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## Latin American applied research

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*versión impresa* ISSN 0327-0793

### Lat. Am. appl. res. vol.41 no.1 Bahía Blanca ene. 2011

**ARTICLES**

**The closing function in the waterhammer modeling**

**P. G. Provenzano, F. Baroni and R. J. Aguerre ^{}**

^{} Departamento de Tecnología, Universidad Nac. de Luján (CONICET), 6700 Luján, Argentina,* rjaguerre@gmail.com*

** Abstract - **The closing valve law is a mathematical function that describes the speed variation of the fluid as it is closing. This reduction of the speed determines the shape of the pressure wave during the development of the water-hammer. A wide variety of closing modes exists, depending on the valve type and their operation, each one is mathematically given by a function. A generic function was formulated that allows to model an extensive variety of closing laws by means of a polygonal segmented structure. An algorithm has been generated that includes this closing law as boundary condition for describing the transitory. The pressure wave shape and amplitude depends on closing function in a unique relationship.

** Keywords - **Water-Hammer; Valve; Closing Law; Pressure Wave; Transitory.

**I. INTRODUCTION**

The water-hammer has its origins in accidental or programmed perturbations on hydraulic systems. The operation of a valve generates a transitory in the hydrodynamic system that produces changes on the flow conditions. These changes are observed in the ondulatory behavior that shows the pressure and the fluid speed, an alternate succession of crests and troughs that attenuates in time. This transitory is known as water-hammer.

The earlier studies on the water-hammer phenomena have been found in the works of Young (1808), Wertheim (1848) and Michaud (1878) among others.

Joukowsky (1900, 1904) published the results of the experimental studies carried out on the water system distribution of Moscow. In that work it was extended the transitory description to the total time of duration. Established a rational expression for the complex variations of pressure that experiences a pipe net taking into account the reflection and transmission in pipe boundaries, and introduced the pipe period concept. These works were based on the observations and developments of Wertheim (1848), von Helmholtz (1847), Korteweg (1878) and Lamb (1898).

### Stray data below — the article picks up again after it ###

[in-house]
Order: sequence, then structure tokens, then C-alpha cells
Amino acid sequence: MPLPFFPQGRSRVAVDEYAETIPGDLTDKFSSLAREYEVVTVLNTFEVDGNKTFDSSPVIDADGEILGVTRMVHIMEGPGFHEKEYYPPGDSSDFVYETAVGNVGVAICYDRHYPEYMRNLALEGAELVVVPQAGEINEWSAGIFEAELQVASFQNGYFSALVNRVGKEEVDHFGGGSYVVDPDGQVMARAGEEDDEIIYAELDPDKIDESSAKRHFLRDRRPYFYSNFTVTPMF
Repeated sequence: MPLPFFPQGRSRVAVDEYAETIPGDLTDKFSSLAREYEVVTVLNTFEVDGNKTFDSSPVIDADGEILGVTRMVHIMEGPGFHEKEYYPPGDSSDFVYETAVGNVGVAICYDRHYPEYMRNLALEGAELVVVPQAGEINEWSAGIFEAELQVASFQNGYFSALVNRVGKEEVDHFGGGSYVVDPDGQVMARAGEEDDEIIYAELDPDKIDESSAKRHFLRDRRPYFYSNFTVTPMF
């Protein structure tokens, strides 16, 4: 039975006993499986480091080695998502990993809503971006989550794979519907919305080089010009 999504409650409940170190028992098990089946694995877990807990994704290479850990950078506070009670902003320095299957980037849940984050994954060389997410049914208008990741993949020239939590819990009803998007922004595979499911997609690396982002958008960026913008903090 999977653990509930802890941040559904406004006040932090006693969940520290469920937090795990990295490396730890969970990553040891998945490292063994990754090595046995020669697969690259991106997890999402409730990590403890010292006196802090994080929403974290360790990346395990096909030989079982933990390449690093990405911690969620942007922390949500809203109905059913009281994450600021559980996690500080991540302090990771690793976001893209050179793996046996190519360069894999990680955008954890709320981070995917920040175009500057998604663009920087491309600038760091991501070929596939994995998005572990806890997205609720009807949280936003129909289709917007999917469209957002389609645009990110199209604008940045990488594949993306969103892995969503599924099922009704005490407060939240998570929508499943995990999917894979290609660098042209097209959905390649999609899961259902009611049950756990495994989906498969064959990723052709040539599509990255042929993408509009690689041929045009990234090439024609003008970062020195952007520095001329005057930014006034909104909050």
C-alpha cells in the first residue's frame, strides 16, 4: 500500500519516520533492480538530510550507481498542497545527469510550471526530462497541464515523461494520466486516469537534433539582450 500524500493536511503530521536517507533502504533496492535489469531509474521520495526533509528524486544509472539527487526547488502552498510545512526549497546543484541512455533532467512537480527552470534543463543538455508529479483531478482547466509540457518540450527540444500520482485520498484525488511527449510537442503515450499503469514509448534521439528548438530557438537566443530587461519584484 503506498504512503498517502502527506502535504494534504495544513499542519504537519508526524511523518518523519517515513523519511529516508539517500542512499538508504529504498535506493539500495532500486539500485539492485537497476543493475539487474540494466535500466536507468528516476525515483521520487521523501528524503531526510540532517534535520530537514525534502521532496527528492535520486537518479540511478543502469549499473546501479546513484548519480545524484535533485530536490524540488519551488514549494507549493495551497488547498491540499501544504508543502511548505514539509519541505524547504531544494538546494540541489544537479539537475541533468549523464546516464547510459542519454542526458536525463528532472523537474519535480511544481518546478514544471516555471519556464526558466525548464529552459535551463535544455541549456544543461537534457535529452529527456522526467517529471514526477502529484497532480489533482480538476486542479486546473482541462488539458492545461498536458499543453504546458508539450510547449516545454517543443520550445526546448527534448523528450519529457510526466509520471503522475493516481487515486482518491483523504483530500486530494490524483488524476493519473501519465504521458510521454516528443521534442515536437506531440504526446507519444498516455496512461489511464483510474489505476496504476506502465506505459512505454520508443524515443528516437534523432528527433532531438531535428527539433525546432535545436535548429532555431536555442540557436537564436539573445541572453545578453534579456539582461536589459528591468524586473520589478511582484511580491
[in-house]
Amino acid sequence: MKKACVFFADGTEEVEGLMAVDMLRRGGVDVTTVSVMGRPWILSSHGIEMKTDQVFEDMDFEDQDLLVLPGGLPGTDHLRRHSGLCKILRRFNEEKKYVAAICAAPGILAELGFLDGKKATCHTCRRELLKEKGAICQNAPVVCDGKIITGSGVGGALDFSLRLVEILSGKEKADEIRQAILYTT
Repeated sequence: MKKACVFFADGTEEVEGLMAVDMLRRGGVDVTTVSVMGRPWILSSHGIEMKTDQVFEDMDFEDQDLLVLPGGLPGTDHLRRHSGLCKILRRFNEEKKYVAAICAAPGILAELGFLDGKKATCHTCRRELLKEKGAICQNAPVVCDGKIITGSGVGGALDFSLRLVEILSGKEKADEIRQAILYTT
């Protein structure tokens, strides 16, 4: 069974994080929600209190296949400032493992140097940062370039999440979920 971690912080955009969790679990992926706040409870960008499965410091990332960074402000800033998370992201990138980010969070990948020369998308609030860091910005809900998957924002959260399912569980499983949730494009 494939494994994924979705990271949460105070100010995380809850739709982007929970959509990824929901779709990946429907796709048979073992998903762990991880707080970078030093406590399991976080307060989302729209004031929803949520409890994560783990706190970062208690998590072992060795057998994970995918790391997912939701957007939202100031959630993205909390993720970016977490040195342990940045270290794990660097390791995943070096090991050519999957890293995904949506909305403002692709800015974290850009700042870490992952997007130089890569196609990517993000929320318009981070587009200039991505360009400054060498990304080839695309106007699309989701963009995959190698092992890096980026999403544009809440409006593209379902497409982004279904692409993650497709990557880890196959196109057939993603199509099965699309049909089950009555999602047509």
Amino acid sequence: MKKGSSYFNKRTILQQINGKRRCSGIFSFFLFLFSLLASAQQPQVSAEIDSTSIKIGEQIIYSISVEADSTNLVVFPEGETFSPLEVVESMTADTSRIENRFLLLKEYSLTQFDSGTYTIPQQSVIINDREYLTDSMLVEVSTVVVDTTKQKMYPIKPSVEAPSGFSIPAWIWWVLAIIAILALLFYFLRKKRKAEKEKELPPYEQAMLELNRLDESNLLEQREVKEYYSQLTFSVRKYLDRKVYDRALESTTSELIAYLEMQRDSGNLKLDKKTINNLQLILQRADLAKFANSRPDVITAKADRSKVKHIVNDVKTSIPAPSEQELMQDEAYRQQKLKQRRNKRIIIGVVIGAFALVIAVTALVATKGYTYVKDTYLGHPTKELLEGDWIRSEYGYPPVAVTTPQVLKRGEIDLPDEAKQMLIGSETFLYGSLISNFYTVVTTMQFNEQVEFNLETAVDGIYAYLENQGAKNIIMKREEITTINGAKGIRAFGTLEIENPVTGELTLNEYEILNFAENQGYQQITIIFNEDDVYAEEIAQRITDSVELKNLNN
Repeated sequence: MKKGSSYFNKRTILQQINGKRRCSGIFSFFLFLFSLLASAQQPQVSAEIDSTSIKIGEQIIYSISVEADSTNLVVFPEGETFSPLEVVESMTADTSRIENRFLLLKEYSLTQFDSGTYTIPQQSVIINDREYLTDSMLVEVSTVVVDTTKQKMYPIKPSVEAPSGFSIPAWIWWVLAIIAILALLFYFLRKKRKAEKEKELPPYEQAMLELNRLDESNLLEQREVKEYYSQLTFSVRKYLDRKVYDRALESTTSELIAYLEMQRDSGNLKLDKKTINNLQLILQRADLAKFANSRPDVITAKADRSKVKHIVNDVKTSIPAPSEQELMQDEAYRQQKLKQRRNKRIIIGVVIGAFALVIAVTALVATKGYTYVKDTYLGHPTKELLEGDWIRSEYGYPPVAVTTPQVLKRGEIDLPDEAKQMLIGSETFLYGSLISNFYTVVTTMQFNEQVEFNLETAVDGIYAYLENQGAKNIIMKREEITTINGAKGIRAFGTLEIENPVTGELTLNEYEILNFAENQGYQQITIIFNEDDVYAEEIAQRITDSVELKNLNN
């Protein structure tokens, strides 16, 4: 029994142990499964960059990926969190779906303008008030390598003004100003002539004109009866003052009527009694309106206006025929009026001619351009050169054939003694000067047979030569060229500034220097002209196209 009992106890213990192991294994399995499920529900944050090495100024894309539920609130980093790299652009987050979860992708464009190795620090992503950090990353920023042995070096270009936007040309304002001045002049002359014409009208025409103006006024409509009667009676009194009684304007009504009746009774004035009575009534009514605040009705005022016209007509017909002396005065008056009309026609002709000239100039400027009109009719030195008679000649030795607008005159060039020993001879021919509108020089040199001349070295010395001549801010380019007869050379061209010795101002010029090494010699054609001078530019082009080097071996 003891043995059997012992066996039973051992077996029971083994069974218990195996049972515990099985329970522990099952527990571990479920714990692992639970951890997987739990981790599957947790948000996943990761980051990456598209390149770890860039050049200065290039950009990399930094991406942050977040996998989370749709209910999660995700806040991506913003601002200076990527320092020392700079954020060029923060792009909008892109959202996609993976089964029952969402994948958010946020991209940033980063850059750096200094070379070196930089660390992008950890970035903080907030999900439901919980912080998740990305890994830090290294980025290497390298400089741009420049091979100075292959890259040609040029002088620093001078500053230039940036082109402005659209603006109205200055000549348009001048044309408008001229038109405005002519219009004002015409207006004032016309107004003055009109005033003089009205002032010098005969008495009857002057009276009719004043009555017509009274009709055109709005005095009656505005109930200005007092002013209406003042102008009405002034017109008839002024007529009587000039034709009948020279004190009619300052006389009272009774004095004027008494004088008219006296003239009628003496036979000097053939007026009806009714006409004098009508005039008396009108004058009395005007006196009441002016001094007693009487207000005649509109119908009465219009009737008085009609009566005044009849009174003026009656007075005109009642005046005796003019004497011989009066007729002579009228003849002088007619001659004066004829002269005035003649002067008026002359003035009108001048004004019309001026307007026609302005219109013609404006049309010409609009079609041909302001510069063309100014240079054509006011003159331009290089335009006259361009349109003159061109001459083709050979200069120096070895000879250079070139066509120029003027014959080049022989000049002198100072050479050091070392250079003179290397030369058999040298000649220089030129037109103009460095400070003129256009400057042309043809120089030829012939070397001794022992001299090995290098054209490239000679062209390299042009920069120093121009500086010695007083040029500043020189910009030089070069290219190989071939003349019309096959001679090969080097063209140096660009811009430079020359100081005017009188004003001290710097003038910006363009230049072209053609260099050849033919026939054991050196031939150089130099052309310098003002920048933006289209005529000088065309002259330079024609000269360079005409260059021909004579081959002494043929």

During that period (1903-1913) Lorenzo Allievi was an active investigator in this theme, arriving to the same results as Joukowsky, assuming pipe flow without friction, uniform section, homogeneous wall and uniform distribution of speed of the fluid. Allievi has developed the wave equations, rejecting the convective terms and solving it by the general method proposed by Riemann and D'Alembert. Allievi (1925) has extended the Joukowsky results to the cases of non instantaneous valve closing, that is to say, closing times higher than the pipe period being able to predict the variations of pressure along the pipe and not only on the valve (Murga and Molina; 1997).

Wood (1938) introduced the Heaviside operational calculus and presented a solution for a simple pipe with instantaneous valve closing. Rich (1945) proposed the use of the Laplace-Mellin transform for the same system.

With the advancement in computing technology appeared the firsts numeric methods for the Water-hammer modeling (Harding, 1966). The Method of the Characteristics is a particularly appropriate technique for the solution of hyperbolic partial differential equations (Abbott, 1966). Gray (1953, 1954), Ezekial and Paynter (1957) and Streeter *et al.* (1962, 1967, 1972, 1983) have found useful the use of this technique.